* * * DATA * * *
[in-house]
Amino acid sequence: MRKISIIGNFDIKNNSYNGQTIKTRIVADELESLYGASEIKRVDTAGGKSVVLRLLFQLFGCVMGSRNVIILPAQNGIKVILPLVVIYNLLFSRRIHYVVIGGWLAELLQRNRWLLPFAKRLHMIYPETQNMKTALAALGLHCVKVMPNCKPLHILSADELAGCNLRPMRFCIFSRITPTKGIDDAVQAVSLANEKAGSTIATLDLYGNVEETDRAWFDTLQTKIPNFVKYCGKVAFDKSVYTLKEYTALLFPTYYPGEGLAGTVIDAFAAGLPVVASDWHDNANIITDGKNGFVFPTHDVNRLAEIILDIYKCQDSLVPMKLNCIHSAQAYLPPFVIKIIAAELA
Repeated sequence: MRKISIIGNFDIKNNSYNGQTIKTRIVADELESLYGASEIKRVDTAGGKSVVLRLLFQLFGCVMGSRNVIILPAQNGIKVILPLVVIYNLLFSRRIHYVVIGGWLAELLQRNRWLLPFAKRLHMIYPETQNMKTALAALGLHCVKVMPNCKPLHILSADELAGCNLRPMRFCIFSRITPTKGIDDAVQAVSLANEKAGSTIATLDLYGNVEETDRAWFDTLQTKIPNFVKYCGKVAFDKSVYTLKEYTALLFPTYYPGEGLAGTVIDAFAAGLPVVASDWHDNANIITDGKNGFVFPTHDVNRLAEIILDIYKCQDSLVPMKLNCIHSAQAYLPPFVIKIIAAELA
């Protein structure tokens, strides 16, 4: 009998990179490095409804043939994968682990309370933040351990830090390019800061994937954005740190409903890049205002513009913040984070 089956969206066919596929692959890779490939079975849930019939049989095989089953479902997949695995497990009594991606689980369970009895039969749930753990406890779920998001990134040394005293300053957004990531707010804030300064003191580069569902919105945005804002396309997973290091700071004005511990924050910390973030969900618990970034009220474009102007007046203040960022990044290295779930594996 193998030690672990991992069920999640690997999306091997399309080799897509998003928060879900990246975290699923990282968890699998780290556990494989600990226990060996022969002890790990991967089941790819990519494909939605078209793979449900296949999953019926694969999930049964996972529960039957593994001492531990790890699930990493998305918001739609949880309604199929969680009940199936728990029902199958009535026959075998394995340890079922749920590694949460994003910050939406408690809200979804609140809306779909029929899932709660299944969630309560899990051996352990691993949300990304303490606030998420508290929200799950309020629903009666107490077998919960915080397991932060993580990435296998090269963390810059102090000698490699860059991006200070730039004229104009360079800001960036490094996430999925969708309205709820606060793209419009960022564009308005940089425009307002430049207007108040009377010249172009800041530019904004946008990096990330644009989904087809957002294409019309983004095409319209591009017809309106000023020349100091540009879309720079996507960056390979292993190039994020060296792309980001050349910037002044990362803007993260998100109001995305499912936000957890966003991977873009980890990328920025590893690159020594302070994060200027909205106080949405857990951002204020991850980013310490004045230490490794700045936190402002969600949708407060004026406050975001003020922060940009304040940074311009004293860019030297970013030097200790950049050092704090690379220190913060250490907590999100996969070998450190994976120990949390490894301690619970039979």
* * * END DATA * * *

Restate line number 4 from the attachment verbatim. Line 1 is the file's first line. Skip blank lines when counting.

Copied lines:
């Protein structure tokens, strides 16, 4: 009998990179490095409804043939994968682990309370933040351990830090390019800061994937954005740190409903890049205002513009913040984070 089956969206066919596929692959890779490939079975849930019939049989095989089953479902997949695995497990009594991606689980369970009895039969749930753990406890779920998001990134040394005293300053957004990531707010804030300064003191580069569902919105945005804002396309997973290091700071004005511990924050910390973030969900618990970034009220474009102007007046203040960022990044290295779930594996 193998030690672990991992069920999640690997999306091997399309080799897509998003928060879900990246975290699923990282968890699998780290556990494989600990226990060996022969002890790990991967089941790819990519494909939605078209793979449900296949999953019926694969999930049964996972529960039957593994001492531990790890699930990493998305918001739609949880309604199929969680009940199936728990029902199958009535026959075998394995340890079922749920590694949460994003910050939406408690809200979804609140809306779909029929899932709660299944969630309560899990051996352990691993949300990304303490606030998420508290929200799950309020629903009666107490077998919960915080397991932060993580990435296998090269963390810059102090000698490699860059991006200070730039004229104009360079800001960036490094996430999925969708309205709820606060793209419009960022564009308005940089425009307002430049207007108040009377010249172009800041530019904004946008990096990330644009989904087809957002294409019309983004095409319209591009017809309106000023020349100091540009879309720079996507960056390979292993190039994020060296792309980001050349910037002044990362803007993260998100109001995305499912936000957890966003991977873009980890990328920025590893690159020594302070994060200027909205106080949405857990951002204020991850980013310490004045230490490794700045936190402002969600949708407060004026406050975001003020922060940009304040940074311009004293860019030297970013030097200790950049050092704090690379220190913060250490907590999100996969070998450190994976120990949390490894301690619970039979």